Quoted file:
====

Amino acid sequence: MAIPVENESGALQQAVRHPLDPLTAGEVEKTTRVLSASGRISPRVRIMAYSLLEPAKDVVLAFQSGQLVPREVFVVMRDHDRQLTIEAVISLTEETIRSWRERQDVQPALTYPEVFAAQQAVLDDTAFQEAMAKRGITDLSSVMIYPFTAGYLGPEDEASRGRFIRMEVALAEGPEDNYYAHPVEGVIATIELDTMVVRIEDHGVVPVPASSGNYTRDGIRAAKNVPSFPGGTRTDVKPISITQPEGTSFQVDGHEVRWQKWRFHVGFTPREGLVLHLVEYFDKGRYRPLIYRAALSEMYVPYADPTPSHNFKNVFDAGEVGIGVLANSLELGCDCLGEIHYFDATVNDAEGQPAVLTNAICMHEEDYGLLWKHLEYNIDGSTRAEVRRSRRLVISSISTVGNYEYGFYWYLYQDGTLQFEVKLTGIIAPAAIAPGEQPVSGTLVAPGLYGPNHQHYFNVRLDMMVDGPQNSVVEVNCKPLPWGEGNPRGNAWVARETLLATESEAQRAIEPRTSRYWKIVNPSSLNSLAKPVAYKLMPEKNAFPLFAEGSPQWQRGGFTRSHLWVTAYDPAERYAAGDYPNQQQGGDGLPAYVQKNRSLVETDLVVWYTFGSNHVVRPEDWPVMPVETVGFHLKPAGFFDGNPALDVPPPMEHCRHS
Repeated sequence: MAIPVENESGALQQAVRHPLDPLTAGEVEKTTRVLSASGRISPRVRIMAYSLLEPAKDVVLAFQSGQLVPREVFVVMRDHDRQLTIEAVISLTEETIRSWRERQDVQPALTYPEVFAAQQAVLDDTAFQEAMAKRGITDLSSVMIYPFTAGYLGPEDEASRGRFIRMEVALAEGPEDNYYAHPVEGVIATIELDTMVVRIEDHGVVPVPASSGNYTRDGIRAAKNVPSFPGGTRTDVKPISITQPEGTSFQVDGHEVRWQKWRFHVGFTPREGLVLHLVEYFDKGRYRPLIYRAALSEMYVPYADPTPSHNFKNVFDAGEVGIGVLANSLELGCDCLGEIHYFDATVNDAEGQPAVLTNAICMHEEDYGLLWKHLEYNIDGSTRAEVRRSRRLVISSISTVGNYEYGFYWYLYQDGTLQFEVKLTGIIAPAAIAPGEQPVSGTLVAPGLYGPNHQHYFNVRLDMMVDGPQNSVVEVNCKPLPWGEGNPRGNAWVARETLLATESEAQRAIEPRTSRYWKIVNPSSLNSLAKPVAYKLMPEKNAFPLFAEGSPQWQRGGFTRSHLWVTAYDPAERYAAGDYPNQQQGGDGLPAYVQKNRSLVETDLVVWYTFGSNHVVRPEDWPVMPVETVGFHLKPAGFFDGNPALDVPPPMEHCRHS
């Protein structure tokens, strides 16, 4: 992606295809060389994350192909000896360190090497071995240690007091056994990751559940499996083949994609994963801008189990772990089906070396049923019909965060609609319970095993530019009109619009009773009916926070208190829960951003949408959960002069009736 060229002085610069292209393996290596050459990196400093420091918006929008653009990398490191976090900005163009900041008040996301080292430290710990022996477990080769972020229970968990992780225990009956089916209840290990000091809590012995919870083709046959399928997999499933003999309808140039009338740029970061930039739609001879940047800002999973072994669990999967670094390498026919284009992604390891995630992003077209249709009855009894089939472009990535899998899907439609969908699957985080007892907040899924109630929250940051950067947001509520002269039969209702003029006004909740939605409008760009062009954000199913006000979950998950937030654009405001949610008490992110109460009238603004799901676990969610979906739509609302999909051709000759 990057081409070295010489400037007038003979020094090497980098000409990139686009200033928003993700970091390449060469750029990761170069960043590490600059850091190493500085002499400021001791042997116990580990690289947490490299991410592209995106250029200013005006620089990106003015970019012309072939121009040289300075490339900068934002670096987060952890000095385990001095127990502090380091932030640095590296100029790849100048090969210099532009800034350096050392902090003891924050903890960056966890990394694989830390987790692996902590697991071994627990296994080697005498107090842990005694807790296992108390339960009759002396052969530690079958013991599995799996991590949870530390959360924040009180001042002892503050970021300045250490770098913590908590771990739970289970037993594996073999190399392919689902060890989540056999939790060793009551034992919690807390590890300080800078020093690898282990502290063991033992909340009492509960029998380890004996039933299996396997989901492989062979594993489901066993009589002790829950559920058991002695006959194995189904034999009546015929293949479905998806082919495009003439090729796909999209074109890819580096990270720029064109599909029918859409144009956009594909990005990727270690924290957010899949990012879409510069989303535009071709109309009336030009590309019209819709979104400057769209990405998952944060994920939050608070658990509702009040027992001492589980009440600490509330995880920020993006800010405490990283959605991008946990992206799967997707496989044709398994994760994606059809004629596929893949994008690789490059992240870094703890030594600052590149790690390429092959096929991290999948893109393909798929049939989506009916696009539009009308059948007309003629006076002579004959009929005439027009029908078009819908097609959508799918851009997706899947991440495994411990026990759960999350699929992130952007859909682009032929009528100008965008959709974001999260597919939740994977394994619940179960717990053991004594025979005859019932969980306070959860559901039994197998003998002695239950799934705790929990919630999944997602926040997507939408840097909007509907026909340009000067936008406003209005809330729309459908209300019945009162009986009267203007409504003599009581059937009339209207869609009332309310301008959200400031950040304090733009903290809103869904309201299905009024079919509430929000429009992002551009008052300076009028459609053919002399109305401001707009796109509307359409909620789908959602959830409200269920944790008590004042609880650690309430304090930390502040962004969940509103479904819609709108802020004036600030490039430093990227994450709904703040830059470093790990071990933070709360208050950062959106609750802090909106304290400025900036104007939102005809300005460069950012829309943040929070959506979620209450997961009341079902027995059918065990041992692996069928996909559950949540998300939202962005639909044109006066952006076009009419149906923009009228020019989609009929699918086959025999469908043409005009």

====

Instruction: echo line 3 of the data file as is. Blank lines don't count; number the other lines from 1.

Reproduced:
């Protein structure tokens, strides 16, 4: 992606295809060389994350192909000896360190090497071995240690007091056994990751559940499996083949994609994963801008189990772990089906070396049923019909965060609609319970095993530019009109619009009773009916926070208190829960951003949408959960002069009736 060229002085610069292209393996290596050459990196400093420091918006929008653009990398490191976090900005163009900041008040996301080292430290710990022996477990080769972020229970968990992780225990009956089916209840290990000091809590012995919870083709046959399928997999499933003999309808140039009338740029970061930039739609001879940047800002999973072994669990999967670094390498026919284009992604390891995630992003077209249709009855009894089939472009990535899998899907439609969908699957985080007892907040899924109630929250940051950067947001509520002269039969209702003029006004909740939605409008760009062009954000199913006000979950998950937030654009405001949610008490992110109460009238603004799901676990969610979906739509609302999909051709000759 990057081409070295010489400037007038003979020094090497980098000409990139686009200033928003993700970091390449060469750029990761170069960043590490600059850091190493500085002499400021001791042997116990580990690289947490490299991410592209995106250029200013005006620089990106003015970019012309072939121009040289300075490339900068934002670096987060952890000095385990001095127990502090380091932030640095590296100029790849100048090969210099532009800034350096050392902090003891924050903890960056966890990394694989830390987790692996902590697991071994627990296994080697005498107090842990005694807790296992108390339960009759002396052969530690079958013991599995799996991590949870530390959360924040009180001042002892503050970021300045250490770098913590908590771990739970289970037993594996073999190399392919689902060890989540056999939790060793009551034992919690807390590890300080800078020093690898282990502290063991033992909340009492509960029998380890004996039933299996396997989901492989062979594993489901066993009589002790829950559920058991002695006959194995189904034999009546015929293949479905998806082919495009003439090729796909999209074109890819580096990270720029064109599909029918859409144009956009594909990005990727270690924290957010899949990012879409510069989303535009071709109309009336030009590309019209819709979104400057769209990405998952944060994920939050608070658990509702009040027992001492589980009440600490509330995880920020993006800010405490990283959605991008946990992206799967997707496989044709398994994760994606059809004629596929893949994008690789490059992240870094703890030594600052590149790690390429092959096929991290999948893109393909798929049939989506009916696009539009009308059948007309003629006076002579004959009929005439027009029908078009819908097609959508799918851009997706899947991440495994411990026990759960999350699929992130952007859909682009032929009528100008965008959709974001999260597919939740994977394994619940179960717990053991004594025979005859019932969980306070959860559901039994197998003998002695239950799934705790929990919630999944997602926040997507939408840097909007509907026909340009000067936008406003209005809330729309459908209300019945009162009986009267203007409504003599009581059937009339209207869609009332309310301008959200400031950040304090733009903290809103869904309201299905009024079919509430929000429009992002551009008052300076009028459609053919002399109305401001707009796109509307359409909620789908959602959830409200269920944790008590004042609880650690309430304090930390502040962004969940509103479904819609709108802020004036600030490039430093990227994450709904703040830059470093790990071990933070709360208050950062959106609750802090909106304290400025900036104007939102005809300005460069950012829309943040929070959506979620209450997961009341079902027995059918065990041992692996069928996909559950949540998300939202962005639909044109006066952006076009009419149906923009009228020019989609009929699918086959025999469908043409005009």